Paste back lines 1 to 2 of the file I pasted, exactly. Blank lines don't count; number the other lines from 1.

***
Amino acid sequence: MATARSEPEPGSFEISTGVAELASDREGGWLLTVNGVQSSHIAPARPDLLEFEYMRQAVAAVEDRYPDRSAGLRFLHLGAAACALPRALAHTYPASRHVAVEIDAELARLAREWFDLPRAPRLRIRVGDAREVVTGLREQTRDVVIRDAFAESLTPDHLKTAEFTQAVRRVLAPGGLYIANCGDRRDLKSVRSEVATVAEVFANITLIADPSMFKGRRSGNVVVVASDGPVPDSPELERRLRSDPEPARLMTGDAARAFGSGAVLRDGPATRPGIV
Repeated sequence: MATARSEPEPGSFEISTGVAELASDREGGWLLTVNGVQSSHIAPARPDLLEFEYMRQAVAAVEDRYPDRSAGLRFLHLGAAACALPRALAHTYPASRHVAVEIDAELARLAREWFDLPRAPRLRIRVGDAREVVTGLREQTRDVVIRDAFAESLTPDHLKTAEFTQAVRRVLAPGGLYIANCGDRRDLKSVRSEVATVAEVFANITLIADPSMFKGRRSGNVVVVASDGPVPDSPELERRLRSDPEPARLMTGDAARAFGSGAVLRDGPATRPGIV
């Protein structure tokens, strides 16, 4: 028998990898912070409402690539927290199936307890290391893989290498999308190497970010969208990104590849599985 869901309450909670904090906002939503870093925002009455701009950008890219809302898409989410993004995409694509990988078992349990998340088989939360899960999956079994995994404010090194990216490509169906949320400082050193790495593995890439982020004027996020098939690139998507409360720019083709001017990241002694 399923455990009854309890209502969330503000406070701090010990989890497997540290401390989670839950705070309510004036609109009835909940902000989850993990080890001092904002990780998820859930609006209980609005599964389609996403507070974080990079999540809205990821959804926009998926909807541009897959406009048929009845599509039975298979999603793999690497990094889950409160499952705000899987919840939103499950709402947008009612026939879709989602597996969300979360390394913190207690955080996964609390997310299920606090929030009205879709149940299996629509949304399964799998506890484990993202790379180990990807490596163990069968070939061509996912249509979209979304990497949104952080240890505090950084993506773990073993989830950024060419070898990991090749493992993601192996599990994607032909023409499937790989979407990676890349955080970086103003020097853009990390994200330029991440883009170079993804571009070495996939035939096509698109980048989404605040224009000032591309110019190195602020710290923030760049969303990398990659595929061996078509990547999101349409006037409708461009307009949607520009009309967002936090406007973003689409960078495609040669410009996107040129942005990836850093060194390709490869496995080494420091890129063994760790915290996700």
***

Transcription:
Amino acid sequence: MATARSEPEPGSFEISTGVAELASDREGGWLLTVNGVQSSHIAPARPDLLEFEYMRQAVAAVEDRYPDRSAGLRFLHLGAAACALPRALAHTYPASRHVAVEIDAELARLAREWFDLPRAPRLRIRVGDAREVVTGLREQTRDVVIRDAFAESLTPDHLKTAEFTQAVRRVLAPGGLYIANCGDRRDLKSVRSEVATVAEVFANITLIADPSMFKGRRSGNVVVVASDGPVPDSPELERRLRSDPEPARLMTGDAARAFGSGAVLRDGPATRPGIV
Repeated sequence: MATARSEPEPGSFEISTGVAELASDREGGWLLTVNGVQSSHIAPARPDLLEFEYMRQAVAAVEDRYPDRSAGLRFLHLGAAACALPRALAHTYPASRHVAVEIDAELARLAREWFDLPRAPRLRIRVGDAREVVTGLREQTRDVVIRDAFAESLTPDHLKTAEFTQAVRRVLAPGGLYIANCGDRRDLKSVRSEVATVAEVFANITLIADPSMFKGRRSGNVVVVASDGPVPDSPELERRLRSDPEPARLMTGDAARAFGSGAVLRDGPATRPGIV